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  • 1.
    Furusten, Staffan
    Stockholm University, Faculty of Social Sciences, Stockholm Centre for Organizational Research (SCORE). Stockholm School of Economics, Sweden.
    Commercialized professionalism on the field of management consulting2013In: Journal of Organizational Change Management, ISSN 0953-4814, E-ISSN 1758-7816, Vol. 26, no 2, p. 265-285Article in journal (Refereed)
    Abstract [en]

    Purpose – The purpose of this paper is to explore and construct a model for the mechanisms for authorization of actors in contemporary society performing in the role of the expert.

    Design/methodology/approach – The study used qualitative analyses of about 70 interviews with management consultants in small/middle-sized nationally based (in Sweden) consultancies, and with buyers in public organizations of their services. The data are, however, expected to represent more general tendencies of the mechanisms for authorization of experts such as management consultants. The interviews were seen as narratives from the field and interpreted qualitatively in order to search for patterns and categories.

    Findings – Systems for professionalism in practice among experts such as management consultants do not follow the routes suggested by traditional theories of professions. It is another system for professionalism where success in commercialisation means authorization in the role of the expert on the market. The mechanism for authorization is trust and the way to construct this is that the single expert and the organizations he or she represents emphasize versatility, availability, relevance and differentiation in their practice as experts.

    Research limitations/implications – There is a growth in numbers, competence areas and importance of these forms of expert work in contemporary society. Understanding this is necessary and this study offers a model that explains this.

    Practical implications – Markets for vague forms of experts, such as management consultants, are emerging. These are challenges faced by many individuals and organizations today.

    Social implications – More individuals work under consulting conditions, more organizations tend to hire more external experts of various kinds on temporary bases instead of employing them, and the number of expert organizations is emerging and their size is increasing.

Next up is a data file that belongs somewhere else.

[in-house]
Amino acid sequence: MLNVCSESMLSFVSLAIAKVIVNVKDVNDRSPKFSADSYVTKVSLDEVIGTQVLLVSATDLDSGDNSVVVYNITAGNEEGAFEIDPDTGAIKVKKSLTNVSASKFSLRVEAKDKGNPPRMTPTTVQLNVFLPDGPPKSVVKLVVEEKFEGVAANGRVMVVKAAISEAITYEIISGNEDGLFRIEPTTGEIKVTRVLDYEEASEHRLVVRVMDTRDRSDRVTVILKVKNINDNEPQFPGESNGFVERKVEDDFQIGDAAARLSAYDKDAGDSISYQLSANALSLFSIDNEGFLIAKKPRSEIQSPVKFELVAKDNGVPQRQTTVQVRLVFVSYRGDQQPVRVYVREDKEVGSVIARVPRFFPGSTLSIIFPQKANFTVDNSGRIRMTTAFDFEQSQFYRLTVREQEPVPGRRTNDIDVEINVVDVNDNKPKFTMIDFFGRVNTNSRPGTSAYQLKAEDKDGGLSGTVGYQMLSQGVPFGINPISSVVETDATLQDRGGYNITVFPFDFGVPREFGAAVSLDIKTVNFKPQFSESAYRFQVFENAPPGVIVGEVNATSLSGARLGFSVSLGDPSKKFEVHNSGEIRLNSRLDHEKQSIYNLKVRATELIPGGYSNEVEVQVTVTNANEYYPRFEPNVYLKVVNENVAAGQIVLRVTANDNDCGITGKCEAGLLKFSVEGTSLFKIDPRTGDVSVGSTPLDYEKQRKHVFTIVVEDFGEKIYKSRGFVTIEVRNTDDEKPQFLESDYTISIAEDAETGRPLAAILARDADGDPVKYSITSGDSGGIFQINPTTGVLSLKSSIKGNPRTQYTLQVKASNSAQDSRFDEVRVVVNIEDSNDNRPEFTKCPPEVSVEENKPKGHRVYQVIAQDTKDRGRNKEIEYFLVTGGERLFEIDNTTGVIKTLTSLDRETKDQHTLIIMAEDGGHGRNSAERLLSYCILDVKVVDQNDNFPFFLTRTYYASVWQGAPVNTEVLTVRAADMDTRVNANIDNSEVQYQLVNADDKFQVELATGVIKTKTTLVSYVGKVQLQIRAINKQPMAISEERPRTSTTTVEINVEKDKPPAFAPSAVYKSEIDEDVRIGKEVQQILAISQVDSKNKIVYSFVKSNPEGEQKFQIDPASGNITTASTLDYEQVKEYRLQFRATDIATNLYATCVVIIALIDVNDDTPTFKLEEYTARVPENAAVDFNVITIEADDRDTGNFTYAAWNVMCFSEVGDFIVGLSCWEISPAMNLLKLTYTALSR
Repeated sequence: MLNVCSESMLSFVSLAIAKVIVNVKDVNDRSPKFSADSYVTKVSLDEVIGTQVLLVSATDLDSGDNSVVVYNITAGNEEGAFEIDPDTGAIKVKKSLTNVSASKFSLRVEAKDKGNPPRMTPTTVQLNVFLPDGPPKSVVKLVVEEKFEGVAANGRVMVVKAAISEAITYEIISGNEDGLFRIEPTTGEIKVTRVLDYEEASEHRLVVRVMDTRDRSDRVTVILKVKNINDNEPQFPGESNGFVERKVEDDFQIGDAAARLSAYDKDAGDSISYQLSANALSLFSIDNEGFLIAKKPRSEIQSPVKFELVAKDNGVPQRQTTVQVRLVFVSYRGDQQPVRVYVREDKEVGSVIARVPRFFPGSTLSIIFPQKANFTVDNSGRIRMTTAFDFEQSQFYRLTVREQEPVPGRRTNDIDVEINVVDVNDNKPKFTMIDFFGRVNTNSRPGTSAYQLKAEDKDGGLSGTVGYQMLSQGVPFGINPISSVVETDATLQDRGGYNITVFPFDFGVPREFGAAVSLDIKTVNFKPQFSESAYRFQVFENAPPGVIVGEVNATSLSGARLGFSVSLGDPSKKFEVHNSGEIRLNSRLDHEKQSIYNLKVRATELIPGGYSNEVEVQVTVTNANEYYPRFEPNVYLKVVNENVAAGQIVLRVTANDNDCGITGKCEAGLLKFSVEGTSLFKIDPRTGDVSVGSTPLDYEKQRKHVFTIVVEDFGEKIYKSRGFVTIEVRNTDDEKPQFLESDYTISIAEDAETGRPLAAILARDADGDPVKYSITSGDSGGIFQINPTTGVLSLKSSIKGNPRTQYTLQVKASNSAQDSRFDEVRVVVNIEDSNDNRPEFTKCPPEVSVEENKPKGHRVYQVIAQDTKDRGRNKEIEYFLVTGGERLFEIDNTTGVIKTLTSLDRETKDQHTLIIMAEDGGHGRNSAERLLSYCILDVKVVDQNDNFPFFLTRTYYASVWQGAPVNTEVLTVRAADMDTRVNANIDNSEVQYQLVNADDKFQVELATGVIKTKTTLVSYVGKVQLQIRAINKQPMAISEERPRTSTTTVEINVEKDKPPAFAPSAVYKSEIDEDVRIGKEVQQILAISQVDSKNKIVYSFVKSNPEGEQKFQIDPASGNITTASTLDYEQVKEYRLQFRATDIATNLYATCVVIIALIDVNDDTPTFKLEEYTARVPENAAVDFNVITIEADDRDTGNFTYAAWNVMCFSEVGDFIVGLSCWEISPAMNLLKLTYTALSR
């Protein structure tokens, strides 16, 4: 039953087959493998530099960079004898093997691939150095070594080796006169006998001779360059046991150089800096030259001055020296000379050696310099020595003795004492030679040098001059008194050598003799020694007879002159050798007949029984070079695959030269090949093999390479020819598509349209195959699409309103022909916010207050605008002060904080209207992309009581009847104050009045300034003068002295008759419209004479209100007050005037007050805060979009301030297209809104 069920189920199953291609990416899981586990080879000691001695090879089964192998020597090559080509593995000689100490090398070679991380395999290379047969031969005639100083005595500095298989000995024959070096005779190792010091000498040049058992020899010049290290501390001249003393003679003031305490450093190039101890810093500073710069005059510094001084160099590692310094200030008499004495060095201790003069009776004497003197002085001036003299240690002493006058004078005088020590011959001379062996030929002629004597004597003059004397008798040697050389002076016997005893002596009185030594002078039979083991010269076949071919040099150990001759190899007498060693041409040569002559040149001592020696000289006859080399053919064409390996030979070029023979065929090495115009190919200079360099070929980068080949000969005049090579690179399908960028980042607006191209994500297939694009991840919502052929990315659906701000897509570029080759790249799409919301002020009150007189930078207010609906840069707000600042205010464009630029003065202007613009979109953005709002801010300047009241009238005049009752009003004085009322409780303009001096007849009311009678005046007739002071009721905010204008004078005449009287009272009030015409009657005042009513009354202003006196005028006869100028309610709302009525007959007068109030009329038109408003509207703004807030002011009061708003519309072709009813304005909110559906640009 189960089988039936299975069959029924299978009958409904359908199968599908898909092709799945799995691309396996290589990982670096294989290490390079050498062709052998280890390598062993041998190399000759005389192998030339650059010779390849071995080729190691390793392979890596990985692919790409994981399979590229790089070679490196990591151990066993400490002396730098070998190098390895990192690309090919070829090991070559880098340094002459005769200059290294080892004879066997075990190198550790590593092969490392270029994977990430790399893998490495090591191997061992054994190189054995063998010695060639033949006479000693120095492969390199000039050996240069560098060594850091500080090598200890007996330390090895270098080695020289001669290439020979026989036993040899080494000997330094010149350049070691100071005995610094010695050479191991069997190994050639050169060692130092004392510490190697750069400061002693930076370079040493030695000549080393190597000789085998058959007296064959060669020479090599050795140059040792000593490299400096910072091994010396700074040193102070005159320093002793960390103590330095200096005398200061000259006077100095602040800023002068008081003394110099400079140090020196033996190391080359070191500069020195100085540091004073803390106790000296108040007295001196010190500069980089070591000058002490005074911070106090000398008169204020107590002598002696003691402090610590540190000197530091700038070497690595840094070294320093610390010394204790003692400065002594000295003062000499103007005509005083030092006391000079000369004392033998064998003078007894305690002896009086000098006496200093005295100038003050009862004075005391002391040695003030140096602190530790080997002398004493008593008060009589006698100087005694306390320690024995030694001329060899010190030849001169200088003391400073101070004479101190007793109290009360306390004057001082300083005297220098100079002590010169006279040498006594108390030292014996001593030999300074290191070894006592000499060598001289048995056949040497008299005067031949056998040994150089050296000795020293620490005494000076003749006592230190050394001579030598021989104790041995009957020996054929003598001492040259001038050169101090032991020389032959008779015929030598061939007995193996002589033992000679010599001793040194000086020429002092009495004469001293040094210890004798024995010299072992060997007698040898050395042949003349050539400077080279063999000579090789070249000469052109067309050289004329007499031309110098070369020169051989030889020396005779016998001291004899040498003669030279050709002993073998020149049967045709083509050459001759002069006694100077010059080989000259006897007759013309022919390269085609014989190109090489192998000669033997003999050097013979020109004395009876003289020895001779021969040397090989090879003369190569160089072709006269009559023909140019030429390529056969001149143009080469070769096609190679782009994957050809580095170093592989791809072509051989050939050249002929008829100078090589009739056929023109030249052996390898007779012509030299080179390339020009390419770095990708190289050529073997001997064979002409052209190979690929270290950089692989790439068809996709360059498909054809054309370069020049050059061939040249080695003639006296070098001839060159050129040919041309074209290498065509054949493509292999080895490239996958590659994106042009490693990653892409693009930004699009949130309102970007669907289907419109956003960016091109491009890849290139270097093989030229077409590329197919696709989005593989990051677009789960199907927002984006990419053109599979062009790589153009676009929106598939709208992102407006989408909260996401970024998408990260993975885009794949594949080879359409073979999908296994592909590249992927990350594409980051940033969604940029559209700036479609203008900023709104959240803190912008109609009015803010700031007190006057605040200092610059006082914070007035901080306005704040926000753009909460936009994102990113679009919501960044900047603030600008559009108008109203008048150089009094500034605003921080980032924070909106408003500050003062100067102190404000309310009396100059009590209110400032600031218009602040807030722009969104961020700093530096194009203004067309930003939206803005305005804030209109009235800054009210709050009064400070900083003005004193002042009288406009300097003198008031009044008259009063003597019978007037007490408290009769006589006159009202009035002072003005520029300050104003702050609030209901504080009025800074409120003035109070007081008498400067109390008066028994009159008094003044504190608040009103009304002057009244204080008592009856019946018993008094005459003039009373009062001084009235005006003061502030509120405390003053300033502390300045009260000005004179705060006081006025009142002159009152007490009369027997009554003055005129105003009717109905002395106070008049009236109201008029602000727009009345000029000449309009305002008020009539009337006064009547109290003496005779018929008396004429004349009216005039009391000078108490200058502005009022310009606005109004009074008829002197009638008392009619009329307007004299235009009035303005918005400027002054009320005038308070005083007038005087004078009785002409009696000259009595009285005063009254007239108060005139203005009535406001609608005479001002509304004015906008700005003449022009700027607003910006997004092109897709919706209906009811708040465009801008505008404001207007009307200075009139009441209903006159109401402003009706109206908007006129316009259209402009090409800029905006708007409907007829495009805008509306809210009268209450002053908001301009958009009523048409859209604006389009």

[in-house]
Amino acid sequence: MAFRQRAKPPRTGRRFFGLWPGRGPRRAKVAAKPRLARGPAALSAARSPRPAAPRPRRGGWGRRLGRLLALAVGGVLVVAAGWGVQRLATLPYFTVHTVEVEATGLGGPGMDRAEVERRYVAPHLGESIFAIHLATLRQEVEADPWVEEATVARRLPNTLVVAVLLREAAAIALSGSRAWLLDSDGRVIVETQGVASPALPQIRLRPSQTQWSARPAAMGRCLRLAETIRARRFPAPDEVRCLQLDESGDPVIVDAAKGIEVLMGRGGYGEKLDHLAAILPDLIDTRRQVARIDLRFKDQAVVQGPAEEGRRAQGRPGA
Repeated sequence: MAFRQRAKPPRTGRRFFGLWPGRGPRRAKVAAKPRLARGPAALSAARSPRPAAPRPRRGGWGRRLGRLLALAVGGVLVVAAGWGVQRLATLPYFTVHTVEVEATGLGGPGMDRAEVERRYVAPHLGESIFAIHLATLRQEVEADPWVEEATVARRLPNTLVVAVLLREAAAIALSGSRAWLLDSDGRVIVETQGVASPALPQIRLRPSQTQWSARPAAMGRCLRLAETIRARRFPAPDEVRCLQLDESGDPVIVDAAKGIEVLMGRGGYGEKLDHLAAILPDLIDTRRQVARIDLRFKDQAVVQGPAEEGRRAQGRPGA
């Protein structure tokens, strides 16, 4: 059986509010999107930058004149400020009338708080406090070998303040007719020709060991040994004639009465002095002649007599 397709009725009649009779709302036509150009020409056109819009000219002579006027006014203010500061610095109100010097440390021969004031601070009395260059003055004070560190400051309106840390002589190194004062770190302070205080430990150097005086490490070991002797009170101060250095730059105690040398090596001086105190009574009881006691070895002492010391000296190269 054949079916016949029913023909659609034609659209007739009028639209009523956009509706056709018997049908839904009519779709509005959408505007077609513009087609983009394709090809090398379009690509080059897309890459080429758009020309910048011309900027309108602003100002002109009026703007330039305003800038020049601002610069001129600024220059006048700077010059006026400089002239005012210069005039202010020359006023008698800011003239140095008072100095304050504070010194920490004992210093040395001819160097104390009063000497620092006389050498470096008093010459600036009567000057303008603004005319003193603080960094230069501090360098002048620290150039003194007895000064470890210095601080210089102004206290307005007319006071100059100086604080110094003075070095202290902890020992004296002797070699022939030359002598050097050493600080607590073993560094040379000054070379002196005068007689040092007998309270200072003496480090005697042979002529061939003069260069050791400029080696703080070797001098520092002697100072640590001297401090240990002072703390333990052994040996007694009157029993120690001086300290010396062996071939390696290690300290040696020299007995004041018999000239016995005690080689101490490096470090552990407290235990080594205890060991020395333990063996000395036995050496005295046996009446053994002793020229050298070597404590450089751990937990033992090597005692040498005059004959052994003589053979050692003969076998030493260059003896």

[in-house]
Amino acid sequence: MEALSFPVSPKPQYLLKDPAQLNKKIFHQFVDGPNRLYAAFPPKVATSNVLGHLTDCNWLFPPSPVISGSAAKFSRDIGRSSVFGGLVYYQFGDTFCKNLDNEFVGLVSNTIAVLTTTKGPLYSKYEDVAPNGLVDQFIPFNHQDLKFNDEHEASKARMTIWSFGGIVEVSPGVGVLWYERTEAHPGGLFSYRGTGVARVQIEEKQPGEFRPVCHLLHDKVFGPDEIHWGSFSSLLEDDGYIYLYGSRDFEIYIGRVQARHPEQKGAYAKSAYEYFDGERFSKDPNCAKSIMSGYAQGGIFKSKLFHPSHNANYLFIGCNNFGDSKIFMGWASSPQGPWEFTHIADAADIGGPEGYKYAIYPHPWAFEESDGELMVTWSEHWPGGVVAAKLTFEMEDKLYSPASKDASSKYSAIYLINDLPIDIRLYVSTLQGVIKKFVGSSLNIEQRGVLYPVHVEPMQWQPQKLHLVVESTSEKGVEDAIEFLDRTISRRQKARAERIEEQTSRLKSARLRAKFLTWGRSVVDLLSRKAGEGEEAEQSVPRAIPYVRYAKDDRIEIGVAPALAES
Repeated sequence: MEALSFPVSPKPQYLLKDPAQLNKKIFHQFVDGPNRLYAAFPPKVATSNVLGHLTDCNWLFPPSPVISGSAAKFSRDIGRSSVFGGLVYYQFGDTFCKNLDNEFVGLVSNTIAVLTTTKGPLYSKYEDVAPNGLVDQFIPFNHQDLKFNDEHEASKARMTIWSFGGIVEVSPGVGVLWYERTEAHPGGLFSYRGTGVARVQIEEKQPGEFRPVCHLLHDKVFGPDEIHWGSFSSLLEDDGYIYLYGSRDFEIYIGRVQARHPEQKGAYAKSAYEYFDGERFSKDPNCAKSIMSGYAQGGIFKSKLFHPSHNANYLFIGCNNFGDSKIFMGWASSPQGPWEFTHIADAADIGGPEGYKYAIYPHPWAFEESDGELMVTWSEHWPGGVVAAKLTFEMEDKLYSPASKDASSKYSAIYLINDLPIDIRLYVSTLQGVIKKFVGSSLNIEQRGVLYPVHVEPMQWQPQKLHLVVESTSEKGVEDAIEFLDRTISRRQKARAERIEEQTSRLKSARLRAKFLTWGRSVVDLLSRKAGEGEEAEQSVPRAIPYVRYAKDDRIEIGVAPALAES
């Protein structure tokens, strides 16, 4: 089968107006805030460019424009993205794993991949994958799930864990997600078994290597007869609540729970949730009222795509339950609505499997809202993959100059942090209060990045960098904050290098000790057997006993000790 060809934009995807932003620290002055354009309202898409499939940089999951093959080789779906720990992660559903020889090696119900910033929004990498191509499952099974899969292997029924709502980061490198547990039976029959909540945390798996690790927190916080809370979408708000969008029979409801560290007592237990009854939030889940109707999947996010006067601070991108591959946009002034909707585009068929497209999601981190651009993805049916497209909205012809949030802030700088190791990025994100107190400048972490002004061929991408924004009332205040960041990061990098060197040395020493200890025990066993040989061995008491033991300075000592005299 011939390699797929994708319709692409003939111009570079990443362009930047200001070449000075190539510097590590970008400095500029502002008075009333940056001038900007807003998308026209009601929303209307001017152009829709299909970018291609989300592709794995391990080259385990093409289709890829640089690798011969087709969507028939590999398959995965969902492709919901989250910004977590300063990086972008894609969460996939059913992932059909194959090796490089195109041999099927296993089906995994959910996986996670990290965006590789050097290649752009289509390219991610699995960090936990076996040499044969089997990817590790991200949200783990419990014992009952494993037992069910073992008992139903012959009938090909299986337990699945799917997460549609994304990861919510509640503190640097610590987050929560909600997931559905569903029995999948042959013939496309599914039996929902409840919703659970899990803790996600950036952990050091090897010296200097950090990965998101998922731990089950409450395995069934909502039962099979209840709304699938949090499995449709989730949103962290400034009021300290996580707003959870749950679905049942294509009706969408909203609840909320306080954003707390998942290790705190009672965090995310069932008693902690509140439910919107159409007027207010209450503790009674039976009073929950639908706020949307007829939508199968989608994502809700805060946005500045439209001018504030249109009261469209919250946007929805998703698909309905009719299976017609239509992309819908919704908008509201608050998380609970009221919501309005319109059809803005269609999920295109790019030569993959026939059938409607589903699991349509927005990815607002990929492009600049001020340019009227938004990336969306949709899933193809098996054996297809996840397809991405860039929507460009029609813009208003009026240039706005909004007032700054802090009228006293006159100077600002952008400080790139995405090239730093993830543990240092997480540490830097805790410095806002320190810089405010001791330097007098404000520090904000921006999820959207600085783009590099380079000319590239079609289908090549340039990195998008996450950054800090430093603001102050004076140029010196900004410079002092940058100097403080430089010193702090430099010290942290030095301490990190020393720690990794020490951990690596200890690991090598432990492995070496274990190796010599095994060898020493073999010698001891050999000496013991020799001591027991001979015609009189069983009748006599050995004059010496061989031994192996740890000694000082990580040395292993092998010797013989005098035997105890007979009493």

Originality/value – Little attention has been devoted to explanations of how authorization in practice is constructed and achieved among the new experts. This study offers a model for how this can be understood.

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  • 2.
    Grafström, Maria
    et al.
    Stockholm University, Faculty of Social Sciences, Stockholm Centre for Organizational Research (SCORE).
    Lid Falkman, Lena
    Everyday narratives: CEO rhetoric on Twitter2017In: Journal of Organizational Change Management, ISSN 0953-4814, E-ISSN 1758-7816, Vol. 30, no 3, p. 312-322Article in journal (Refereed)
    Abstract [en]

    Purpose

    This paper investigates the everyday CEO communication in social media, with particular focus on Twitter. The purpose is to contribute with insights on how expectations on corporate leaders to be present in social media are translated into everyday communication practice and thereby add to literature on narrative leadership.

    Design/methodology/approach

    A content analysis of the twitter feed of Håkan Nygren, the CEO of the Swedish digital bank Nordnet. In order to answer the question – what are the stories and the rhetoric of a CEO in the banking sector an ordinary day? – the data set covers the totality of tweets by Nygren from April, 10, 2013 to December, 31, 2015.

    Findings

    The everyday Twitter narrative of Nyberg challenges established ideas of social media about personalised tone and interactions by highlighting three characteristics: (a) limited scope of actors and content including the local Nordnet sphere; (b) a formal tone in the tweets mainly based on corporate information and presentation; and (c) few examples of dialogue and a limited number of voices outside of Nordnet. The dataset of Nyberg’s Twitter feed during a period without any major events or crises for Nordnet paints a picture of a rather non-personal CEO with limited ideas on his mind to share online and with few friends.